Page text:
Business owners from all industries know that they have controllable costs and fixed costs. Owners hold on to their financial books with clasped hands and hope for the best outcome when it comes to fixed costs. However, owners can proactively work on getting control over their controllable costs, but it does take an effort. One such controllable cost that business owners can work on is workers’ compensation.
You’ll need to start by understanding that managing your worker compensation expenses won’t involve a one-step solution, but rather a multi-faceted approach to the overall issue.
Begin before the claim is filed. You might have heard that an ounce of prevention is worth a pound of cure or a stitch in time saves nine, meaning that it’s easier to forestall a problem now than fix the results once it happens. Nothing is truer when it comes to managing and containing controllable costs. If you want to control your workers’ compensation costs, then you must develop a systematic procedure for reporting, monitoring, and correcting workplace behaviors that are considered unsafe. It’s important that these procedures are a priority for all your employees, not just a responsibility held by your management team.
An analysis should be done to determine the potential risks of a given job, such as musculoskeletal issues created by a workstation design being ergonomically incorrect or injuries caused by repetitive stress or movements. Of course, the workers actually performing the job are ideal choices to be directly involved in such an analysis. Do keep in mind that this analysis will only be as effective as the method used to collect the findings. The analysis should be done in a structured setting and at a designated time. It should include your senior management, first-line supervisors, and a set number of representatives from the department staff. The participants should be presented with a problem and given sufficient time to brainstorm for potential solutions to the problem. At the conclusion of the meeting, the staff should be told when they will be notified of what and when the chosen solution(s) will be implemented. In the meantime, you can use feasibility studies to help you determine which solutions will be most workable and practical for your business. In order to ensure that quality improvements are continuous and have the greatest impact on your workers’ compensation numbers, these brainstorming meetings will need to be a regularly ongoing practice.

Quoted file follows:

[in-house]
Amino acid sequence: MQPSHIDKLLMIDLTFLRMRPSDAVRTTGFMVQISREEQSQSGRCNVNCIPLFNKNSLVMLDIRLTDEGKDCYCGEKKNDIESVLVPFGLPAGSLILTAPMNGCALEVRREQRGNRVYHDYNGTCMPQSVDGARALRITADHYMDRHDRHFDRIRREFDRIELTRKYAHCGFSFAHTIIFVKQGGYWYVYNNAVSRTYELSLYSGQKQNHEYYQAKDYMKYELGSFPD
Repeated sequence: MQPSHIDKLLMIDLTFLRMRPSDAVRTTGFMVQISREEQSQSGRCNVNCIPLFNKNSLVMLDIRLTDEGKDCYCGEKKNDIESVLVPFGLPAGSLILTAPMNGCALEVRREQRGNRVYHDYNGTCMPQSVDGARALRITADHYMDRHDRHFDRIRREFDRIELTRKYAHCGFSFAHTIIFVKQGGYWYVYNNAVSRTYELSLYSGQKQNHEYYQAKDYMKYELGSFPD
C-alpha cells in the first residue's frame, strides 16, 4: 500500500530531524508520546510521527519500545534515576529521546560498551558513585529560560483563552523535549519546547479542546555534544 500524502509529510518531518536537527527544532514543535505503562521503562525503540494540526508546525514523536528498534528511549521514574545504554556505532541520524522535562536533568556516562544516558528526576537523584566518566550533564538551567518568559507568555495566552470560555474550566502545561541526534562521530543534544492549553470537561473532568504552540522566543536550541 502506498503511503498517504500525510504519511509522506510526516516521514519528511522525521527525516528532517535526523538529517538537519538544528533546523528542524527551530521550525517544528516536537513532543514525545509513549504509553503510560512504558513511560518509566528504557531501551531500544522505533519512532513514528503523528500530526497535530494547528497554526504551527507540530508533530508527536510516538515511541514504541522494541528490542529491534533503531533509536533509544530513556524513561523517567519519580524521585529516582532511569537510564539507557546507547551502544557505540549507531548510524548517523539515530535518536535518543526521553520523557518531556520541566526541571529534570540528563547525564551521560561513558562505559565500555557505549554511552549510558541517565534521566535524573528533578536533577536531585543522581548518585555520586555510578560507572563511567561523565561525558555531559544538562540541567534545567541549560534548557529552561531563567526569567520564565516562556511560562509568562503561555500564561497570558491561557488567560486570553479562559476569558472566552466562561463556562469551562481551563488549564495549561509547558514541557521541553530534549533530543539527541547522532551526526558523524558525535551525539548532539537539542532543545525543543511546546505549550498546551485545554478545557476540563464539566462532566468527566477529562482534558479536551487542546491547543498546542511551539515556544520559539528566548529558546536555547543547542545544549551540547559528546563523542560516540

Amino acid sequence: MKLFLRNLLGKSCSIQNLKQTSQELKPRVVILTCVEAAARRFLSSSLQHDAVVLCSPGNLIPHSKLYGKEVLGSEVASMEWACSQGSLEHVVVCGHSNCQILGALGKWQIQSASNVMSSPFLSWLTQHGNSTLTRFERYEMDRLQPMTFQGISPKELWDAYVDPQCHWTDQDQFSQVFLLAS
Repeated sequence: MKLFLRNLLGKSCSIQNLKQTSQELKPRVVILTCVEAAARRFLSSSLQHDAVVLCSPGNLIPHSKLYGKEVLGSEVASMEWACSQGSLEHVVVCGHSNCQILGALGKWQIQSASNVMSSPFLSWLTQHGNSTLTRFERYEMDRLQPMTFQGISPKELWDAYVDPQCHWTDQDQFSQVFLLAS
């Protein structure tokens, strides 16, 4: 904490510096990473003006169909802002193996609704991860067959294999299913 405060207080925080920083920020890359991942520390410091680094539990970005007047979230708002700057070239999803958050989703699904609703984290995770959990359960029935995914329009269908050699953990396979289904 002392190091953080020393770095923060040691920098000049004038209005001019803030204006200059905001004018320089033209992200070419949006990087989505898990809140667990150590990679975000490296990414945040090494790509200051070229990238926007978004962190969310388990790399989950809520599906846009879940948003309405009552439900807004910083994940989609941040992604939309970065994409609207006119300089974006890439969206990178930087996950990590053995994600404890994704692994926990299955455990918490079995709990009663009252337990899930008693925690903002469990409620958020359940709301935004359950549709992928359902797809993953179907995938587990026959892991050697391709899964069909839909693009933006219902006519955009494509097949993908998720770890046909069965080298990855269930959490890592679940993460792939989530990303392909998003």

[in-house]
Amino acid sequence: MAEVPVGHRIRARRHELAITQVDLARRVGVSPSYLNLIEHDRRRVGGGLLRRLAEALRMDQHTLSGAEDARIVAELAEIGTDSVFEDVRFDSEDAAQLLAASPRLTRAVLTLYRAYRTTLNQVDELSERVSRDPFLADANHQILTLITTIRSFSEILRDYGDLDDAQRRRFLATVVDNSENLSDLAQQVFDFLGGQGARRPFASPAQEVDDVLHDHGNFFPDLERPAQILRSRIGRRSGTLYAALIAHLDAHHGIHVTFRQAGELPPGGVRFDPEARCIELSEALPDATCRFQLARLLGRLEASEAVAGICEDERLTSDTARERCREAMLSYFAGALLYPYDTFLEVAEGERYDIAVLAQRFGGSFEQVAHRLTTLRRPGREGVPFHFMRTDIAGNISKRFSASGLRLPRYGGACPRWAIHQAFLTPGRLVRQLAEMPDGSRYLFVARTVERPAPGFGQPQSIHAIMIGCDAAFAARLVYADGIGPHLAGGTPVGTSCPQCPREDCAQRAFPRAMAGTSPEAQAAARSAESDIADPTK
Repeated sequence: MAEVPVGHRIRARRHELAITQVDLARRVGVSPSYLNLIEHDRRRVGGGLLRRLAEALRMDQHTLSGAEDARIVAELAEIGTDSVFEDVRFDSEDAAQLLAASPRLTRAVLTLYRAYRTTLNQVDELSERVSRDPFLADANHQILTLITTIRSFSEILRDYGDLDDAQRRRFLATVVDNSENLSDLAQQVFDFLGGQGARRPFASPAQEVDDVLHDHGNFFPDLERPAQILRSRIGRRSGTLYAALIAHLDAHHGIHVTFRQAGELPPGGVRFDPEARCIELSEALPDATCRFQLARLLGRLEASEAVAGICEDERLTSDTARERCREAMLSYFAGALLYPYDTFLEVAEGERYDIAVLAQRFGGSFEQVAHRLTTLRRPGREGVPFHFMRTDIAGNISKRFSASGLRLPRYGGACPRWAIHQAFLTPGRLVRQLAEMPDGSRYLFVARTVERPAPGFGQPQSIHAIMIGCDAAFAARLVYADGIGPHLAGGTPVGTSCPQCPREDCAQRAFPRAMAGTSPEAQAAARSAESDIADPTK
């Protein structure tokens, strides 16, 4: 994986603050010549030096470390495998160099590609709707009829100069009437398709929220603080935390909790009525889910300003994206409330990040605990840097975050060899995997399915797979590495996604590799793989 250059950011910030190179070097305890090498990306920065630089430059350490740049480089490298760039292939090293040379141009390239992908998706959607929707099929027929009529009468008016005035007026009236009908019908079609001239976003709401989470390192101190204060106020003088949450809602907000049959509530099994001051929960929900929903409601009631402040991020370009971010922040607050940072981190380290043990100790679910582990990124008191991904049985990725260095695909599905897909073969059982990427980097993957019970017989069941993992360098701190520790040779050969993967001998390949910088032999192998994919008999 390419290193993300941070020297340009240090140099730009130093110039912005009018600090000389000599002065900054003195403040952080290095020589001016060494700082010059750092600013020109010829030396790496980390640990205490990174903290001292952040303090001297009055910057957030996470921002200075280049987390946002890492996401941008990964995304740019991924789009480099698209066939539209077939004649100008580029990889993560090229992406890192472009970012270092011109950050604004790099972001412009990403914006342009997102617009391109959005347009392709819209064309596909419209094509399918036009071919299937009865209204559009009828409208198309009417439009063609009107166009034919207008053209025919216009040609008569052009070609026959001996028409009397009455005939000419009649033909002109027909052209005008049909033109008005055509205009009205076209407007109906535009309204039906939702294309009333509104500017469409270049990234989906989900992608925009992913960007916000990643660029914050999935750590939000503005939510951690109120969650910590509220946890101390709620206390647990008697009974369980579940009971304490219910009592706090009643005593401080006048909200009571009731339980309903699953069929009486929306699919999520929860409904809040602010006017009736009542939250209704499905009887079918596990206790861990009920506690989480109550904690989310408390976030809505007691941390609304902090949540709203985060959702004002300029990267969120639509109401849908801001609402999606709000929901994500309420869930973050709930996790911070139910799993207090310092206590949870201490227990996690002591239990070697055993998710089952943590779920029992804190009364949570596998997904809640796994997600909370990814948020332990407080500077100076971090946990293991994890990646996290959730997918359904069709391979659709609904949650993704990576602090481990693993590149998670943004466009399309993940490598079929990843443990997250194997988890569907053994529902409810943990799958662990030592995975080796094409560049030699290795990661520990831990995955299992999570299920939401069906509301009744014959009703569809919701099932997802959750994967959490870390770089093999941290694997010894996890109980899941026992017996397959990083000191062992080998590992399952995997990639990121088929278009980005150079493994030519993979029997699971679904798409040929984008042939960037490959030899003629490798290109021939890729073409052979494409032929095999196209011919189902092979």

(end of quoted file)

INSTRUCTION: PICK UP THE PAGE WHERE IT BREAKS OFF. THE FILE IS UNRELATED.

New employees should undergo safety training and existing employees should undergo refresher safety training. Some employers tend to skimp on refresher training, but just keep in mind that it’s often the seasoned workers that have performed the same job over and over for an extended period of time that feel most comfortable taking the shortcuts that create safety hazards. During your safety training, you might also consider adding some of the most common unsafe practices seen in your industry and actually hold a demonstration as to why they should never be part of an employee’s work practices.
A return-to-work program should also be in place so that employees with a claim can stay connected to their workplace; be apprised of the employee memos, newsletters, and bulletins; and return to work ready to go.
In closing, part of your multi-faceted approach to controlling workers’ compensation should also include an annual assessment of your workers’ compensation package and the carrier. You should know what the fees paid are for the benefits provided and what the cost to operate is in comparison. Research what various carriers are currently offering and do a comparison against what you already have in place to see if there are any cost savings available from changing carriers.